Linked by Thom Holwerda on Sun 17th Dec 2017 19:39 UTC
Mozilla & Gecko clones

For a long time, it was just setting the default search provider to Google in exchange for a beefy stipend. Later, paid links in your new tab page were added. Then, a proprietary service, Pocket, was bundled into the browser - not as an addon, but a hardcoded feature. In the past few days, we’ve discovered an advertisement in the form of browser extension was sideloaded into user browsers. Whoever is leading these decisions at Mozilla needs to be stopped.

Mozilla garnered a lot of fully deserved goodwill with the most recent Firefox release, and here they are, jeopardising all that hard work. People expect this kind of nonsense from Google, Apple, or Microsoft - not Mozilla. Is it unfair to judge Mozilla much more harshly than those others? Perhaps, but that's a consequence of appealing to more demanding users when it comes to privacy and open source.

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RE: you are free to contribute.
by Alfman on Mon 18th Dec 2017 09:18 UTC in reply to "you are free to contribute. "
Member since:


Mozilla is not an open source project carried on by volunteers in their free time, it's a foundation with paid employees and developers. For years they have made public their need for money to pay bills and salaries, that is why they also abandoned some projects (see Thunderbird) to concentrate only on Firefox. And to carry on a project like a modern web browser they need full time paid employees, it's unthinkable to develop such a projects using only volunteers in their free time.

"Unthinkable" is much too strong, but you are right even non-profits have employee salaries and bills to pay.

The problem for me is that I'm becoming less happy with their direction and their dismissal of user concerns over the years. It used to be the goto browser for developers everywhere, but I'm getting more annoyed by their opaque operations and bad policies. Like last year, when they decided to block addon sideloading and required developers to submit their own extensions to mozilla even when developers only want to install them on their own computers. Mozilla no longer allows me to take an open source extension and modify it for use on my computer, frankly this is bullshit. It's one of several things they've done to make me less inclined to support them.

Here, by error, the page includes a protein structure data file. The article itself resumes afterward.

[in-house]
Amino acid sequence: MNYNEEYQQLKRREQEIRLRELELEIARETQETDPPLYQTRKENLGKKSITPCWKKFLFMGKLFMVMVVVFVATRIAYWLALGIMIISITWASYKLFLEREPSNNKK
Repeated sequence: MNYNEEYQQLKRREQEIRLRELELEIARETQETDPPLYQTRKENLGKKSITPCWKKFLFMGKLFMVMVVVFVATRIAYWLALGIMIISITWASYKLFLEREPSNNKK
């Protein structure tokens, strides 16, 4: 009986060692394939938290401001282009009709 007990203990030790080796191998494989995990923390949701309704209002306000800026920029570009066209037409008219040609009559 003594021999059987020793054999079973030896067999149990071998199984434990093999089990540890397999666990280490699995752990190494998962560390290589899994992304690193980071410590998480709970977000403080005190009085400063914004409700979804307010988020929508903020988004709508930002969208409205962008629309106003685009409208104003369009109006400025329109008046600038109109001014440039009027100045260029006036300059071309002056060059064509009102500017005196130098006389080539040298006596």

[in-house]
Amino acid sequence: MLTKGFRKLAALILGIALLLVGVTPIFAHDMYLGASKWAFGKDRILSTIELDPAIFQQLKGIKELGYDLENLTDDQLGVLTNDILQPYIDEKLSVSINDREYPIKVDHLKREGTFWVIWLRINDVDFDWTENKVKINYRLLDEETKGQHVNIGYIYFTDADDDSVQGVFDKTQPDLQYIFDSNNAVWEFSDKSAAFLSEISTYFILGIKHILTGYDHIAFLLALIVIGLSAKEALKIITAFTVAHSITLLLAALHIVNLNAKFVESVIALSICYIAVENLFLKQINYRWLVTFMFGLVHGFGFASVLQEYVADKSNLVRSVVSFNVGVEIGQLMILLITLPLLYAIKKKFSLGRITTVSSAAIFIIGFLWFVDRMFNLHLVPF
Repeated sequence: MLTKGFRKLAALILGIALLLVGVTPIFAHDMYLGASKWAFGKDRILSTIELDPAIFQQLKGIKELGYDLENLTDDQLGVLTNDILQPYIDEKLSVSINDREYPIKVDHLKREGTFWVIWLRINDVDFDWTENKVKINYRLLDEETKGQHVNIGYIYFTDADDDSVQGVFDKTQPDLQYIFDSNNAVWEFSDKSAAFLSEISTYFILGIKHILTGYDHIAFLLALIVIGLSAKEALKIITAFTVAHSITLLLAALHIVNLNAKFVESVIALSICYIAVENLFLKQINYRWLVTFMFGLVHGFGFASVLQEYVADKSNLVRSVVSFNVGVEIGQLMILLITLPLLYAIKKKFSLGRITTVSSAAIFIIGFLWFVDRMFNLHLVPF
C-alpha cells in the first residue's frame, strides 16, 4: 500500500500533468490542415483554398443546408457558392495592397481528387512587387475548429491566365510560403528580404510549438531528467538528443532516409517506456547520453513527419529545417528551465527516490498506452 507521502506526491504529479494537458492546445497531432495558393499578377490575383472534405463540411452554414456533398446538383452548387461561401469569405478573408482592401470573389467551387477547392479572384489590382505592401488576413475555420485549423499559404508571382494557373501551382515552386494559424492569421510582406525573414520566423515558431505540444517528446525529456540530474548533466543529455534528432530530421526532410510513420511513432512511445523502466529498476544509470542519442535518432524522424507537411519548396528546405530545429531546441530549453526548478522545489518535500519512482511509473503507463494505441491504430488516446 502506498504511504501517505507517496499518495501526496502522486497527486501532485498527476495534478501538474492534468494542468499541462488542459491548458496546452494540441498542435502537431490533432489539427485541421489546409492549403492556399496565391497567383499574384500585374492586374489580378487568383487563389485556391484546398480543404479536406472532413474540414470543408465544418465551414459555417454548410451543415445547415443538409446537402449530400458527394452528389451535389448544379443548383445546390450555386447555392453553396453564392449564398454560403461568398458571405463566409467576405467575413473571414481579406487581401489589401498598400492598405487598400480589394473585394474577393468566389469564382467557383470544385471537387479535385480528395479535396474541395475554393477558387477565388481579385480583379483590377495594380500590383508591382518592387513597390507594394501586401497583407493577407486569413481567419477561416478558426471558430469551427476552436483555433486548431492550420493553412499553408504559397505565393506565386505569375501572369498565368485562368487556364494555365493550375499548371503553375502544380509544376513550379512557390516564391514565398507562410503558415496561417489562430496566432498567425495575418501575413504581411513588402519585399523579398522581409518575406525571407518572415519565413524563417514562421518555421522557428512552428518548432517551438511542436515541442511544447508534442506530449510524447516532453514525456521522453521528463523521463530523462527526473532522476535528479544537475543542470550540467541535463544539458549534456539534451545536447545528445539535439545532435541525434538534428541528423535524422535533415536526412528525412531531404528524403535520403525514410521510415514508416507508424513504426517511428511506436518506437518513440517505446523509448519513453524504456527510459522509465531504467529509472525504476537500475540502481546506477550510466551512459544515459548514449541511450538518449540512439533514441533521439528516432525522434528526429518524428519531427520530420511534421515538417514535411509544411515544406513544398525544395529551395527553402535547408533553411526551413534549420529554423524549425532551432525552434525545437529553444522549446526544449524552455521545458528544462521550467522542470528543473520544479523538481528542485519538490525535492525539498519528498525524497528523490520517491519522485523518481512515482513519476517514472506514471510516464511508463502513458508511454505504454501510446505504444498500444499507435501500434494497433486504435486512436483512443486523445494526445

You don't have to publish your extension on AMO. However, even if you are not intending to publish your extension on AMO, you do have to submit it to AMO so it can be reviewed and signed. Release versions of Firefox will refuse to install extensions that are not signed by AMO.

Also, while they're entitled to depreciate whatever they want in a particular release, they go further than that and use crypto to actively block developers from downgrading. I've come to expect this level of manipulation by large corporations, but for a non-profit it leaves a sour taste in my mouth.

Note that once you have uploaded your extension to AMO, you can't then update the extension to use the Add-on SDK or legacy XUL/XPCOM techniques. If you do switch to one of these platforms, you must submit it as a completely new extension.

That is: porting from legacy extension systems to use WebExtension APIs is a one-way street.

At least there's a firefox fork called waterfox that addresses many of these concerns:

Reply Parent Score: 5

ssokolow Member since:

Developer Edition (formerly Aurora channel), unbranded builds, and ESR channel have an about:config key which lets you turn off signing enforcement, so I've made sure to stay on one of them (with it off) at all times as a matter of principle.

It's only the branded Stable and Beta channel builds which force it on.

Reply Parent Score: 2